Read more: 

The most basic Chinese characters that every Chinese beginner needs to know. (Source: Pinterest)

Because of its popularity worldwide, learning Chinese brings you many opportunities, from studying abroad to broadening your career, getting a higher salary, or accessing the ancient, rich culture of this powerful nation. There are many ways for a beginner to learn Chinese. You can sign up for an online or offline course, join a Chinese club or learn by yourself. 

One of the most effective ways to learn Chinese is using flashcards. You can write hanzi characters on one side of a small piece of paper, and then its meaning on the other side. Try to learn at least 5-10 words per day, make sentences with them, and don’t forget to revise them every day. 

Are you still now sure how to start? Try Pandanese. Pandanese is a new online language platform that helps users master Mandarin mnemonics with amusing flashcards and a spaced repetition learning method. Once you sign up, you will receive a batch of new words every day. Each flashcard comes with a Chinese character, its meaning, and a fun story that refers to the meaning and helps you remember better. 

Now that you know a bit about written Chinese, let’s talk about key features of written Japanese. Besides kanji, the Japanese use two phonetic alphabets called hiragana and katakana. Hiragana is the more cursive and widely used form of these two kana (syllabic writing systems, and are mostly used for word inflections (i.e. changes to verb endings, etc.) and grammatical structures of a sentence. If you see hiragana characters in a piece of writing, you’re probably looking at something written in Japanese. Here is a comparison of the hiragana and katakana Japanese writing systems:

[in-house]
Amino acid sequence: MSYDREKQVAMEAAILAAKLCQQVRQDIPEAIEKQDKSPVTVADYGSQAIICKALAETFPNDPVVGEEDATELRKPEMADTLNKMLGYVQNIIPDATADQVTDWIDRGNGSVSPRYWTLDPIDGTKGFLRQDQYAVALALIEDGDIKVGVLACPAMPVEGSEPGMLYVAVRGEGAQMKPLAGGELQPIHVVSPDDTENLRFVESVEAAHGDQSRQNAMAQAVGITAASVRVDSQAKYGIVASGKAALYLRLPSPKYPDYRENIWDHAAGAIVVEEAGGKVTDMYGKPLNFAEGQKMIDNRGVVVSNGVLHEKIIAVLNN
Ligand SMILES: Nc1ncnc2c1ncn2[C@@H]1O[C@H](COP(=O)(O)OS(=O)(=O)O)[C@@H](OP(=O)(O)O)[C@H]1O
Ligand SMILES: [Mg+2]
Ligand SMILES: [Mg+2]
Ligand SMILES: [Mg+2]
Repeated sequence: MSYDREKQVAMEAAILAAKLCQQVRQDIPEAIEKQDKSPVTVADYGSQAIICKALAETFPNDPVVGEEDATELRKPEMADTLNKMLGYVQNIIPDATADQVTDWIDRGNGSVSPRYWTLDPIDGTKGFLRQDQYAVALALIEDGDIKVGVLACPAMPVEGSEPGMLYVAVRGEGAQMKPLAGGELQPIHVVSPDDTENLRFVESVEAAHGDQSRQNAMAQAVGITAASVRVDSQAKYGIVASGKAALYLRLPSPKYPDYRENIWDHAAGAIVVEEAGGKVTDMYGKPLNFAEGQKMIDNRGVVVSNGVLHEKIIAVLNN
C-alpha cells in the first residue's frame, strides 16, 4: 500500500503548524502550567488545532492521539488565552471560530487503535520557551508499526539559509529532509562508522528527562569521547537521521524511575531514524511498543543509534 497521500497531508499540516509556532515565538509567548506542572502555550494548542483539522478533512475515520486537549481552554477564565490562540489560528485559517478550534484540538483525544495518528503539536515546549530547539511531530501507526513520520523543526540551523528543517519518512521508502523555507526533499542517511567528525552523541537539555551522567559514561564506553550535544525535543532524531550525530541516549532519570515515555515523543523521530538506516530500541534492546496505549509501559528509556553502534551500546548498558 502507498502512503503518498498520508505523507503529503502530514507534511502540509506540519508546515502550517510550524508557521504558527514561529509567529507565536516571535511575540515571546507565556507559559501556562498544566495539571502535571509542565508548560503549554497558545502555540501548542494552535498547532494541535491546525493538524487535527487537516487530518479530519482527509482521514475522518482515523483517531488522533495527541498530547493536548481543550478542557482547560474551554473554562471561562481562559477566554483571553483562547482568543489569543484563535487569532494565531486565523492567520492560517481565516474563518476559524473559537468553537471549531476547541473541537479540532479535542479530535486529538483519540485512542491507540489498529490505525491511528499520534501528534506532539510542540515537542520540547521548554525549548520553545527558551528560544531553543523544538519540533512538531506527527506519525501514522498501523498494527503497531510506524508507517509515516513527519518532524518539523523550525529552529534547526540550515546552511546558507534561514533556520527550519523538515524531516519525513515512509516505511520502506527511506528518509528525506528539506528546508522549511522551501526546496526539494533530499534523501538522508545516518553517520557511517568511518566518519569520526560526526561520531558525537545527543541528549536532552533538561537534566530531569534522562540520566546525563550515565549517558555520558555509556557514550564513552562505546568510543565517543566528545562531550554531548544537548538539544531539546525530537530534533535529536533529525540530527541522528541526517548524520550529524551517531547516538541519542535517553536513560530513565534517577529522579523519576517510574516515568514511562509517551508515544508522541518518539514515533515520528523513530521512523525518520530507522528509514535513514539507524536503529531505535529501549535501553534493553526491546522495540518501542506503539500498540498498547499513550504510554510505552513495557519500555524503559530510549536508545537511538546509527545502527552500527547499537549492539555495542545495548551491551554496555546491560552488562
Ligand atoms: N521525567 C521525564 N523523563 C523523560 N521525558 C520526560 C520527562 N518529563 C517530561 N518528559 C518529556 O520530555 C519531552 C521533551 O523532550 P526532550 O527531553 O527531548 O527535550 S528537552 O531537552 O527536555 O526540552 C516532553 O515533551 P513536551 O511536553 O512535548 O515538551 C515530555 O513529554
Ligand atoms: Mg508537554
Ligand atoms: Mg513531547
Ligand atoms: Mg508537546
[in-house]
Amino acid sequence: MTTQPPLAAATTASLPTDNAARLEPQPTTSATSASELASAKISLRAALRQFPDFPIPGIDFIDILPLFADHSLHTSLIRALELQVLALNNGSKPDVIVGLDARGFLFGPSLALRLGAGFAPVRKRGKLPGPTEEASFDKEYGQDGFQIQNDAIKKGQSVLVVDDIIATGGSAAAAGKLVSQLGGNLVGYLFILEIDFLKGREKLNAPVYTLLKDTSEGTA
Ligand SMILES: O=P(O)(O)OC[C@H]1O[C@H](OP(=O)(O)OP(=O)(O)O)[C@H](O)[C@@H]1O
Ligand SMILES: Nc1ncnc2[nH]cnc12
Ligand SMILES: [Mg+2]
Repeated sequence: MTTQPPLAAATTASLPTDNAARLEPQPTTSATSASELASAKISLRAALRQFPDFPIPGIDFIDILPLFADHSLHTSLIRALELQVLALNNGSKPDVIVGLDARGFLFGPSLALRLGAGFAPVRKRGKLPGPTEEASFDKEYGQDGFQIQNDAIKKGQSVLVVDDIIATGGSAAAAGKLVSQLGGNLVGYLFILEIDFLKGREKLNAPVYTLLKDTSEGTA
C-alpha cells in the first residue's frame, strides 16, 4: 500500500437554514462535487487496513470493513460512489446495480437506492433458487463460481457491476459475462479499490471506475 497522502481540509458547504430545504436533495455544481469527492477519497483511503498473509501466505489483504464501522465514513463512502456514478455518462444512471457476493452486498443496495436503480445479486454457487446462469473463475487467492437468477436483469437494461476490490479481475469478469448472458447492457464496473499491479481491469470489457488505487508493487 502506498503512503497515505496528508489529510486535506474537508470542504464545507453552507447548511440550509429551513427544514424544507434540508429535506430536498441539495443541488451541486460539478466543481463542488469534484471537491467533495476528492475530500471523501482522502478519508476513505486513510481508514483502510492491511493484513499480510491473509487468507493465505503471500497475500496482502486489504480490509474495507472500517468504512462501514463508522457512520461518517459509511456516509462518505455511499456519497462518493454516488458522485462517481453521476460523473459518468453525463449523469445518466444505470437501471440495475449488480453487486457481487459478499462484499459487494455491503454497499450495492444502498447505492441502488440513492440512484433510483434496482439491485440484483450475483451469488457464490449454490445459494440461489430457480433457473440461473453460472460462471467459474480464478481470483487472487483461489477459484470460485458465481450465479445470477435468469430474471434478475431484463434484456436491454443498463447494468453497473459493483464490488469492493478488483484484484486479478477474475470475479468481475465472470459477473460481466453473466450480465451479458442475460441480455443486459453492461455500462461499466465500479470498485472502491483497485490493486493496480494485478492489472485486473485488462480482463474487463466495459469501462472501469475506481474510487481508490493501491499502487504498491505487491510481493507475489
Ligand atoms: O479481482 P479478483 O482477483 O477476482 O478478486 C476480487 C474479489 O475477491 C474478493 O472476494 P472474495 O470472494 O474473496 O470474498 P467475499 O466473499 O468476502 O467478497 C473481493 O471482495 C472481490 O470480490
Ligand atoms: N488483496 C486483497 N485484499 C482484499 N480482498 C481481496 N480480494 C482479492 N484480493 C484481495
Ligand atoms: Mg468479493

A comparison between hiragana and katakana characters. (Source: Quora)

As you can see in the picture, hiragana characters are curvy, light, and easy to tell apart from the angular, complex kanji. Meanwhile, katakana is used for loan words transliterated from another language such as English.

  • Japanese and Chinese speaking

Though Chinese has various dialects, they have one thing in common: all of them are tonal languages. This means that a person’s voice changes (rises or falls) depending on what they’re saying. To Westerners, spoken Chinese often sounds like it flowing, like a song. 

Japanese is quite the opposite, as it’s a relatively monotone language. However, Japanese speakers may change the tone of their voice to express emotion or intention, just like how the English speakers raise their tone at the end of a sentence to indicate a question. 

The Japanese language has only five vowel sounds (fewer than English) and about 100 different syllables that can be arranged in limited ways. On the other hand, Chinese has multiple vowel sounds depending on a vowel’s position in a word and the tone in which it’s said. So, if you hear fewer vowel sounds or less variation between words, you are likely listening to a Japanese speaker, and if you hear a lot of vowel sounds, you’re probably listening to a Chinese speaker. 

What do you think is the most notable difference between Japanese and Chinese culture? Let us know by sharing a comment! Find out more interesting facts about Chinese culture on the Pandanese blog.